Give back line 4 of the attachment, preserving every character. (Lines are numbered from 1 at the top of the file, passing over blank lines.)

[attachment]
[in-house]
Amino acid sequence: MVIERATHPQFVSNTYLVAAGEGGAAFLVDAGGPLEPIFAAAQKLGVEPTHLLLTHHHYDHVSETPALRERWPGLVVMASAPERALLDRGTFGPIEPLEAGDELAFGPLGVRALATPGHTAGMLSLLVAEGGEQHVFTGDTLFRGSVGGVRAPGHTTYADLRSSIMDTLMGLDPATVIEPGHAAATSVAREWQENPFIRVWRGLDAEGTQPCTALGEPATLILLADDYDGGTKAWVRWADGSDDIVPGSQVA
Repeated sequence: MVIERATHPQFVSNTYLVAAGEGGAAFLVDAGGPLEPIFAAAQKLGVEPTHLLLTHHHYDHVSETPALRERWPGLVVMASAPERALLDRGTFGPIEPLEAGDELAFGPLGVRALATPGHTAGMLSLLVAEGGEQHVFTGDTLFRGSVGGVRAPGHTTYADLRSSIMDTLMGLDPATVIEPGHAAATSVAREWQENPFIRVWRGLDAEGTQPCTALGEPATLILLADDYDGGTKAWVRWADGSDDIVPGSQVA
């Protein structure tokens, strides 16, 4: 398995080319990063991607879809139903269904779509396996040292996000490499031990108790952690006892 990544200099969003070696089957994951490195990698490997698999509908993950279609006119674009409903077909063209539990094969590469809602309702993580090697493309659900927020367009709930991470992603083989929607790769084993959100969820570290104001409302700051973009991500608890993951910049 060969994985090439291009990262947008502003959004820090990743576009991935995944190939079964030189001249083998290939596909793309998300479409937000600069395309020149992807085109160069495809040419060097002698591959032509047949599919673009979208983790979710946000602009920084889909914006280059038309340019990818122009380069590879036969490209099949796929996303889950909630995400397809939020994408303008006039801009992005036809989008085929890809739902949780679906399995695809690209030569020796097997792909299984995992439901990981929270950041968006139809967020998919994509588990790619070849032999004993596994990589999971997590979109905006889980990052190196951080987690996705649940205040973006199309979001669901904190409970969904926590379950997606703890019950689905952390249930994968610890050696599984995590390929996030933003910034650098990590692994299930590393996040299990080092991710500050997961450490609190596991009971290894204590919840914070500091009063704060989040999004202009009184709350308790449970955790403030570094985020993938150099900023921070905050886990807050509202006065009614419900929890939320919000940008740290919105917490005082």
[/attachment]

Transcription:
């Protein structure tokens, strides 16, 4: 398995080319990063991607879809139903269904779509396996040292996000490499031990108790952690006892 990544200099969003070696089957994951490195990698490997698999509908993950279609006119674009409903077909063209539990094969590469809602309702993580090697493309659900927020367009709930991470992603083989929607790769084993959100969820570290104001409302700051973009991500608890993951910049 060969994985090439291009990262947008502003959004820090990743576009991935995944190939079964030189001249083998290939596909793309998300479409937000600069395309020149992807085109160069495809040419060097002698591959032509047949599919673009979208983790979710946000602009920084889909914006280059038309340019990818122009380069590879036969490209099949796929996303889950909630995400397809939020994408303008006039801009992005036809989008085929890809739902949780679906399995695809690209030569020796097997792909299984995992439901990981929270950041968006139809967020998919994509588990790619070849032999004993596994990589999971997590979109905006889980990052190196951080987690996705649940205040973006199309979001669901904190409970969904926590379950997606703890019950689905952390249930994968610890050696599984995590390929996030933003910034650098990590692994299930590393996040299990080092991710500050997961450490609190596991009971290894204590919840914070500091009063704060989040999004202009009184709350308790449970955790403030570094985020993938150099900023921070905050886990807050509202006065009614419900929890939320919000940008740290919105917490005082």